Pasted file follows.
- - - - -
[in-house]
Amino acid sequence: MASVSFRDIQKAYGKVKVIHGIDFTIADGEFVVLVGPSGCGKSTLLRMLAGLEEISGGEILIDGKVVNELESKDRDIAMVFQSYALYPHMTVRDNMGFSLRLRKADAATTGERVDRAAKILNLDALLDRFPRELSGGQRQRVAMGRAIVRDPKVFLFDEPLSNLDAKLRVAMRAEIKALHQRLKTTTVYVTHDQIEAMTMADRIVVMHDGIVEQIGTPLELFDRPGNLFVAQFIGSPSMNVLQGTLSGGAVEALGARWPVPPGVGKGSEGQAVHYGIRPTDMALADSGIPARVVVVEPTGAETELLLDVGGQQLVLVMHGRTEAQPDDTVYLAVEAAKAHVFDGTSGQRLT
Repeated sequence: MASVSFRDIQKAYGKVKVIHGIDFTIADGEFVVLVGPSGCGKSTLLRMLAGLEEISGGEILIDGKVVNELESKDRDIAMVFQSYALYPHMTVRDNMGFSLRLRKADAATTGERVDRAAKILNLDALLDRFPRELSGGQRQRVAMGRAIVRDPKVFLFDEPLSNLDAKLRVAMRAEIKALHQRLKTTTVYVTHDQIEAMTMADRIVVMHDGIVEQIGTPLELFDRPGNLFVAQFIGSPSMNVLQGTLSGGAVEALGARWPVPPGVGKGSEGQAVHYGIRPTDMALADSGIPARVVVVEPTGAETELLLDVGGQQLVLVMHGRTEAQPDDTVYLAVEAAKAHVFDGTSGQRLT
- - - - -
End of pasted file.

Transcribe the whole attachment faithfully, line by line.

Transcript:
[in-house]
Amino acid sequence: MASVSFRDIQKAYGKVKVIHGIDFTIADGEFVVLVGPSGCGKSTLLRMLAGLEEISGGEILIDGKVVNELESKDRDIAMVFQSYALYPHMTVRDNMGFSLRLRKADAATTGERVDRAAKILNLDALLDRFPRELSGGQRQRVAMGRAIVRDPKVFLFDEPLSNLDAKLRVAMRAEIKALHQRLKTTTVYVTHDQIEAMTMADRIVVMHDGIVEQIGTPLELFDRPGNLFVAQFIGSPSMNVLQGTLSGGAVEALGARWPVPPGVGKGSEGQAVHYGIRPTDMALADSGIPARVVVVEPTGAETELLLDVGGQQLVLVMHGRTEAQPDDTVYLAVEAAKAHVFDGTSGQRLT
Repeated sequence: MASVSFRDIQKAYGKVKVIHGIDFTIADGEFVVLVGPSGCGKSTLLRMLAGLEEISGGEILIDGKVVNELESKDRDIAMVFQSYALYPHMTVRDNMGFSLRLRKADAATTGERVDRAAKILNLDALLDRFPRELSGGQRQRVAMGRAIVRDPKVFLFDEPLSNLDAKLRVAMRAEIKALHQRLKTTTVYVTHDQIEAMTMADRIVVMHDGIVEQIGTPLELFDRPGNLFVAQFIGSPSMNVLQGTLSGGAVEALGARWPVPPGVGKGSEGQAVHYGIRPTDMALADSGIPARVVVVEPTGAETELLLDVGGQQLVLVMHGRTEAQPDDTVYLAVEAAKAHVFDGTSGQRLT